5.       Take the perspective of the reader. Is there life behind this personal statement?

After you have written your first draft, put it aside for a day or two. Next time you pick it up, imagine you are  Prof. X, you know NOTHING about this person and this personal statement and you have 3 minutes to scan  it. What is your first impression? Does it make sense to you? It is gripping and well-developed at the same time? Do I want to meet this person?

It is not easy to distance yourself from your own life, but it is a skill worth practicing, for the sake of personal statements and many other activities in life. Take yourself with a pinch of salt for a moment, smile, say “this is ridiculous!”, change things that do not convince you or that you fell you put only because you needed to fill in a line. Words need to match reality. An experienced interviewer sees through empty phrases. This statement is a statement on your life, not an abstract creation. Is that how it sounds?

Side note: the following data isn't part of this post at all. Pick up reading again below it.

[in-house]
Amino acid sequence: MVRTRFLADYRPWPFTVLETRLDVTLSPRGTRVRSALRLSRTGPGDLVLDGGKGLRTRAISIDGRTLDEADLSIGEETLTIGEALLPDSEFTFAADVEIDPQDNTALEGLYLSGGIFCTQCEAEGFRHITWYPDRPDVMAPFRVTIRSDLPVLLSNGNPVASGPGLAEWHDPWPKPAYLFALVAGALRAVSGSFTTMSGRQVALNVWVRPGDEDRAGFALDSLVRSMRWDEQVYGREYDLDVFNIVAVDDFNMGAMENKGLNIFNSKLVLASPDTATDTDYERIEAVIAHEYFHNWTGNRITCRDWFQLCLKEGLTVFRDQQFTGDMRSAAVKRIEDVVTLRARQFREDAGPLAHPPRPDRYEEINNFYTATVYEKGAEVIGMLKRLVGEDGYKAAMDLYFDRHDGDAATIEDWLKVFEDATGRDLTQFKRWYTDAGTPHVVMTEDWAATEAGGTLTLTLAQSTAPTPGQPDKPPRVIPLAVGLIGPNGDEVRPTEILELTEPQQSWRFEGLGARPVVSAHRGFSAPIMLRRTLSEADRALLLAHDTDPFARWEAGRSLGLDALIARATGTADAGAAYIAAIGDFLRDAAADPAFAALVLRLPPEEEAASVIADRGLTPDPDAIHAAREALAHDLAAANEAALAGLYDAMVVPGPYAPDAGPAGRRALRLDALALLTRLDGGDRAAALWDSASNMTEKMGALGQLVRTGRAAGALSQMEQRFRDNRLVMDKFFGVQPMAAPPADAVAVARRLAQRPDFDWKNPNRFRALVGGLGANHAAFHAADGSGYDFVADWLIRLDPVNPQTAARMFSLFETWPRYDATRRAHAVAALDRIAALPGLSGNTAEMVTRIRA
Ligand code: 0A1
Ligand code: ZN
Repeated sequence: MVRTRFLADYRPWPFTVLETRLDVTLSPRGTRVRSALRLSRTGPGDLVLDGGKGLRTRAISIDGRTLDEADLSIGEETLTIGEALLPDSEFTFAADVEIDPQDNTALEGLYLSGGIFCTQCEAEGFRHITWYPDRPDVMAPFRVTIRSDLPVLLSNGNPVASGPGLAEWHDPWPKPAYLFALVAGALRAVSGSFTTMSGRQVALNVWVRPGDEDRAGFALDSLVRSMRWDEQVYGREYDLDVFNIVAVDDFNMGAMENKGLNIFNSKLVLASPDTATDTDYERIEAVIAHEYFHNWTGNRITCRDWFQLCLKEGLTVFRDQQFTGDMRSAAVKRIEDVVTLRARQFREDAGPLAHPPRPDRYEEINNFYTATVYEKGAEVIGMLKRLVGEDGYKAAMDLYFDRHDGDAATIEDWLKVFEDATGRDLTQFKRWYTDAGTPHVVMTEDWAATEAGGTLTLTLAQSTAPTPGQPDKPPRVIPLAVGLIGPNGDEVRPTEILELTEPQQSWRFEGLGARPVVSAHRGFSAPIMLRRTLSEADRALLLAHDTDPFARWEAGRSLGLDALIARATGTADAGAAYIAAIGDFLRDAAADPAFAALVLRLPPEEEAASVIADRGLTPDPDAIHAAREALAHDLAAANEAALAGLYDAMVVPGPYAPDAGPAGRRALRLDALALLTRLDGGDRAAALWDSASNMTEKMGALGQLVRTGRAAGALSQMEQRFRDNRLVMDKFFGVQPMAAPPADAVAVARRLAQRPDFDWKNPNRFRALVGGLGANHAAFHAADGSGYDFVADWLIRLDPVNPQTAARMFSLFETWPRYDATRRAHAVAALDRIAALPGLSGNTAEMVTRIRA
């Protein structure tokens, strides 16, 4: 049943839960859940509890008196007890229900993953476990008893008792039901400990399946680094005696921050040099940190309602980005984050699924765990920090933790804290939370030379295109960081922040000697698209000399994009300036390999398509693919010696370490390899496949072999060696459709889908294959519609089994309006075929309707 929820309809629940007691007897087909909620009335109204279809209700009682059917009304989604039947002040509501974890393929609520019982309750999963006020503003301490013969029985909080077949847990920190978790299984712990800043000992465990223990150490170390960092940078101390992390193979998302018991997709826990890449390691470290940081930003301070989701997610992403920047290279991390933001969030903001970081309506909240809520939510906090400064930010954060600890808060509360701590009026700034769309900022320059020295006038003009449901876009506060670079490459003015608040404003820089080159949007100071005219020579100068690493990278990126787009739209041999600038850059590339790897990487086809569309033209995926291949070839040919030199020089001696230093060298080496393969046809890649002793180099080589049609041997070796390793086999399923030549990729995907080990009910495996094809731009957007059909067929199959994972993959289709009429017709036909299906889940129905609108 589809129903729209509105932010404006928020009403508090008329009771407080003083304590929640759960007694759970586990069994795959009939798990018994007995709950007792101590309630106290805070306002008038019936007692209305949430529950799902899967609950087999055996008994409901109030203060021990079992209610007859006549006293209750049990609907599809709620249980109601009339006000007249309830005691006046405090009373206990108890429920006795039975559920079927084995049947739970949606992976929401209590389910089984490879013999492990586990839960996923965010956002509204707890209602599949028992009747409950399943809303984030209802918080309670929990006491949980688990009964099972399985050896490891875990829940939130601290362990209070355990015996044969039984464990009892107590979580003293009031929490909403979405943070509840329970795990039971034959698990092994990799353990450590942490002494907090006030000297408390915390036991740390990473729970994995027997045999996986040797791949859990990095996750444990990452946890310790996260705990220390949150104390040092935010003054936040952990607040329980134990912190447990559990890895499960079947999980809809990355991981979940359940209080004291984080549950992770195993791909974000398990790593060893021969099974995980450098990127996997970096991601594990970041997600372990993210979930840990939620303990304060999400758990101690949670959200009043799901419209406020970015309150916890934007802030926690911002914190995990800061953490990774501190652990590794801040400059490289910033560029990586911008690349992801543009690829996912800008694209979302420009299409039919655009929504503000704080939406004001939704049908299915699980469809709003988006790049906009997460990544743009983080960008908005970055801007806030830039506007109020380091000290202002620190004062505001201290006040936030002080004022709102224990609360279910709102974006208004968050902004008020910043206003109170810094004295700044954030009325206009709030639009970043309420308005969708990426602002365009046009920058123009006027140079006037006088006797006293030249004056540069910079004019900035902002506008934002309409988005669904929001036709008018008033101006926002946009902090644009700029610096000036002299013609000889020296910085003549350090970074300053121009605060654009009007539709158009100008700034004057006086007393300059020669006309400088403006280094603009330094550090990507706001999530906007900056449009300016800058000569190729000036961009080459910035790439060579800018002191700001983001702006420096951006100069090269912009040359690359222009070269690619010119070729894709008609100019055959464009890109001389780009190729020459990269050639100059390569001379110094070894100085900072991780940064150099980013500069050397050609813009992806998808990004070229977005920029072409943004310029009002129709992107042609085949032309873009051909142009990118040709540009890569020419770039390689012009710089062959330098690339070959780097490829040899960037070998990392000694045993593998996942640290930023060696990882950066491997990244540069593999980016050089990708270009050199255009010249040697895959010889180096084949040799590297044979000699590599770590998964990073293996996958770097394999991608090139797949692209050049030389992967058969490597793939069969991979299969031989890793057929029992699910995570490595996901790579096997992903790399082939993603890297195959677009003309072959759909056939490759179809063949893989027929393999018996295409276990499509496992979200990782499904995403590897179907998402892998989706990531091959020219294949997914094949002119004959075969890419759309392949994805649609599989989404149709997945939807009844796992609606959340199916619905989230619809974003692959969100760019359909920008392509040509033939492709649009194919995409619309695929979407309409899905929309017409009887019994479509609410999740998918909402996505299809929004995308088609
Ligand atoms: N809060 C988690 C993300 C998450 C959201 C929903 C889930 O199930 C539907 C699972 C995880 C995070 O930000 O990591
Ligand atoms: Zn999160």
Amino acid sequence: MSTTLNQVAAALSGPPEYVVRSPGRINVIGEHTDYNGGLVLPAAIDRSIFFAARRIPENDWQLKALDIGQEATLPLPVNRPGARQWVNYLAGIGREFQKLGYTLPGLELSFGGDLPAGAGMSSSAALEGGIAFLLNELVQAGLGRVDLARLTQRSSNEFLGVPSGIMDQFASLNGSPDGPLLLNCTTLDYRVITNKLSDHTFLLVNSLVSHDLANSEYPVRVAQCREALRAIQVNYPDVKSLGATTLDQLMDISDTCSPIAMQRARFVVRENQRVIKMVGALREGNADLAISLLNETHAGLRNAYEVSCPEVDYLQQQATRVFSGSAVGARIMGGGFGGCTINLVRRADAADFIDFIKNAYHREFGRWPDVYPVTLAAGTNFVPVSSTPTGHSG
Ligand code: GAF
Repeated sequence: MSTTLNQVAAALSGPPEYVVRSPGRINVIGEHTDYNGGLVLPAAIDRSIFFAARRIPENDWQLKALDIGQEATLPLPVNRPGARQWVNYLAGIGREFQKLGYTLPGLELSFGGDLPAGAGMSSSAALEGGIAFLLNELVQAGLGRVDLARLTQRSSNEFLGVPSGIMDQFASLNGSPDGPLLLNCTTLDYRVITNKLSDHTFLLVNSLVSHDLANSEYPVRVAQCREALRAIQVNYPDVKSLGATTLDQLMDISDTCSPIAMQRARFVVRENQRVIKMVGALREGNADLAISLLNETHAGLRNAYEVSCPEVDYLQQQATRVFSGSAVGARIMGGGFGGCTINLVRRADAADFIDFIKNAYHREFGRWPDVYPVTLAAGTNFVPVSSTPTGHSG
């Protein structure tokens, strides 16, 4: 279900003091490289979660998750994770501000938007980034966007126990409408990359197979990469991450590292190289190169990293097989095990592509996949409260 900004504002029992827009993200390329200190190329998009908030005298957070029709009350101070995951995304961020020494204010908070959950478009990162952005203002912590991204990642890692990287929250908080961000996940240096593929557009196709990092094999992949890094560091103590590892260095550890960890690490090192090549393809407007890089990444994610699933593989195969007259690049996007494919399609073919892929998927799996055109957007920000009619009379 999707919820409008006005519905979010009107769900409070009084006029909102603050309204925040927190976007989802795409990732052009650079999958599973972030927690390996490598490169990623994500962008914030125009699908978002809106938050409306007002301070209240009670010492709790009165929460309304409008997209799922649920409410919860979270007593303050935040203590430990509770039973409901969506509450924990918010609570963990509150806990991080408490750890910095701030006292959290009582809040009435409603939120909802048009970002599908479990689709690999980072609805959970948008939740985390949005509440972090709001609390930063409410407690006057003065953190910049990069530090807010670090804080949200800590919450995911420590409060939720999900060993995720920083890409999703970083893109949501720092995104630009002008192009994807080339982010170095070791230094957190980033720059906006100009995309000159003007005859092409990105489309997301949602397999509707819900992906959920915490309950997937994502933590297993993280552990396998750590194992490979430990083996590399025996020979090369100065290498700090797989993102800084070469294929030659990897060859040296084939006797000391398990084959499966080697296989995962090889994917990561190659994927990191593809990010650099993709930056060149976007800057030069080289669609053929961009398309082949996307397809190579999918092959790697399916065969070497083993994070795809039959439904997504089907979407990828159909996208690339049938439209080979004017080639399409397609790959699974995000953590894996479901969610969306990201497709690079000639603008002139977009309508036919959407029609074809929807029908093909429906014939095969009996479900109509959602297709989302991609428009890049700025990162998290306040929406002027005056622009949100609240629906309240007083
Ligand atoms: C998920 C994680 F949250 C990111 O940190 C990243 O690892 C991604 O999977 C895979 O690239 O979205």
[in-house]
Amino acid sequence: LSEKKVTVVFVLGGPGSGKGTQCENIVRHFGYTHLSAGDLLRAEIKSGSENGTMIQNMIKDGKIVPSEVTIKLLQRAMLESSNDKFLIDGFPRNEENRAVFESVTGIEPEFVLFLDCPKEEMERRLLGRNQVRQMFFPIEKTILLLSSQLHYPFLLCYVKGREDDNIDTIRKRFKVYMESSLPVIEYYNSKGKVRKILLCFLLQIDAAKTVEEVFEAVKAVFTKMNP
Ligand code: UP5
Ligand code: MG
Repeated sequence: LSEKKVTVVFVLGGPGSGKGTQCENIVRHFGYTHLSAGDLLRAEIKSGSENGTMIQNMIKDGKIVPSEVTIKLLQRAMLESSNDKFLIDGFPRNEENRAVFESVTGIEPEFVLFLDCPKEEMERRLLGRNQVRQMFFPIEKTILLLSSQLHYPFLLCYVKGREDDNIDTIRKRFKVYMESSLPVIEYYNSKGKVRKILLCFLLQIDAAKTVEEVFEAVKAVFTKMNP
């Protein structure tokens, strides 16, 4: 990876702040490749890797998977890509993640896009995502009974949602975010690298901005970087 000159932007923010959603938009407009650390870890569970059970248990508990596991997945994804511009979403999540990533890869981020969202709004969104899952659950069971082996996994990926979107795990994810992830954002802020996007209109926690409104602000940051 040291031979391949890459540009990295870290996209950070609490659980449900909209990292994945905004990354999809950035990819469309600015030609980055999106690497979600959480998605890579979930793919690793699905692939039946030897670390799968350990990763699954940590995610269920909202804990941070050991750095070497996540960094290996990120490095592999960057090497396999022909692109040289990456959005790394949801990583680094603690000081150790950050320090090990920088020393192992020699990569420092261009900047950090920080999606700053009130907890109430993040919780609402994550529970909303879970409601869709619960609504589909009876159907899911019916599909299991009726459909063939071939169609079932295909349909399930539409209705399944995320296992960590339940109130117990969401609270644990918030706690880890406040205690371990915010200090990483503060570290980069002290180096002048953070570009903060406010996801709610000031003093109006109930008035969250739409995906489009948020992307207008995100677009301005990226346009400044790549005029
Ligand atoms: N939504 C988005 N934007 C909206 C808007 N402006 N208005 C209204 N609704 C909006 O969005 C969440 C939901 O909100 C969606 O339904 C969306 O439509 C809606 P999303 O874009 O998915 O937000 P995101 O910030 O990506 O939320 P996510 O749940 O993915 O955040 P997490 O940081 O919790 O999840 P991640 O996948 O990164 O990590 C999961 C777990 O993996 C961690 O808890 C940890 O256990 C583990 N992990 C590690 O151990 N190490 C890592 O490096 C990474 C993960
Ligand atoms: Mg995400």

6.       Structure. Structure, Structure. Make it work, or else there is chaos.

I suggest first noting down the most importing arguments. Ask yourself a question: “Why do I want to study there?” “Why do I want to study this?” “What makes me a good applicant?” “What makes me and my experience unique?” (you can elaborate on this last point, without drawing comparisons to other people, as I explained before).

Once you have identified 3-5 main points, write paragraphs around them. Substantiate your claims with examples, projects, references to your life, personality, experience. Once you have done that, think: which one is my strongest argument? Put it first. Which arguments are in some ways connected? Put them one after another.

Then read through the first sentences of each paragraph (while ignoring the rest for now). Does this make sense? Are these your four main points? Do these four sentences fit together to form a person of blood and flesh, or do they contradict each other? Psychological verity is important. The most helpful tip here is: be honest and focus on your strengths (there is no contradiction between those two!).


I hope this will be helpful to some. I am excited about your questions , thoughts and comments. And about your applications as well (once the “first youth” is over, you start to live the youth of others, a dangerous sign of coming of age:)